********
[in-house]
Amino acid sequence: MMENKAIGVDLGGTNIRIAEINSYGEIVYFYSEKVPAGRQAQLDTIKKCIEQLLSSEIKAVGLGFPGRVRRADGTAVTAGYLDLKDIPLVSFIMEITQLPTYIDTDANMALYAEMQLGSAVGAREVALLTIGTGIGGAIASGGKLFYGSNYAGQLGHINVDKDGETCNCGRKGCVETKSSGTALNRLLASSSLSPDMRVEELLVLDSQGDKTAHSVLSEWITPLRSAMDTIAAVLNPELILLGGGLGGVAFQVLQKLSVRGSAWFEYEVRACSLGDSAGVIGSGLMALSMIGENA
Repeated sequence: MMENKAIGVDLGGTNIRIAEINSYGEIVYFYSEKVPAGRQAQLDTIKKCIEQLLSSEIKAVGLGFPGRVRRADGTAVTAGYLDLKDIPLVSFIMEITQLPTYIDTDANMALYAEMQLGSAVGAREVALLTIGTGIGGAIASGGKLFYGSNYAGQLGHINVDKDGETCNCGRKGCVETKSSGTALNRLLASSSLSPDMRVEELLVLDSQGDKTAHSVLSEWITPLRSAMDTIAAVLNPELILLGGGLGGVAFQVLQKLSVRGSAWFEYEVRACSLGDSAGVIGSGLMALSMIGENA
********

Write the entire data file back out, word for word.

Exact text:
[in-house]
Amino acid sequence: MMENKAIGVDLGGTNIRIAEINSYGEIVYFYSEKVPAGRQAQLDTIKKCIEQLLSSEIKAVGLGFPGRVRRADGTAVTAGYLDLKDIPLVSFIMEITQLPTYIDTDANMALYAEMQLGSAVGAREVALLTIGTGIGGAIASGGKLFYGSNYAGQLGHINVDKDGETCNCGRKGCVETKSSGTALNRLLASSSLSPDMRVEELLVLDSQGDKTAHSVLSEWITPLRSAMDTIAAVLNPELILLGGGLGGVAFQVLQKLSVRGSAWFEYEVRACSLGDSAGVIGSGLMALSMIGENA
Repeated sequence: MMENKAIGVDLGGTNIRIAEINSYGEIVYFYSEKVPAGRQAQLDTIKKCIEQLLSSEIKAVGLGFPGRVRRADGTAVTAGYLDLKDIPLVSFIMEITQLPTYIDTDANMALYAEMQLGSAVGAREVALLTIGTGIGGAIASGGKLFYGSNYAGQLGHINVDKDGETCNCGRKGCVETKSSGTALNRLLASSSLSPDMRVEELLVLDSQGDKTAHSVLSEWITPLRSAMDTIAAVLNPELILLGGGLGGVAFQVLQKLSVRGSAWFEYEVRACSLGDSAGVIGSGLMALSMIGENA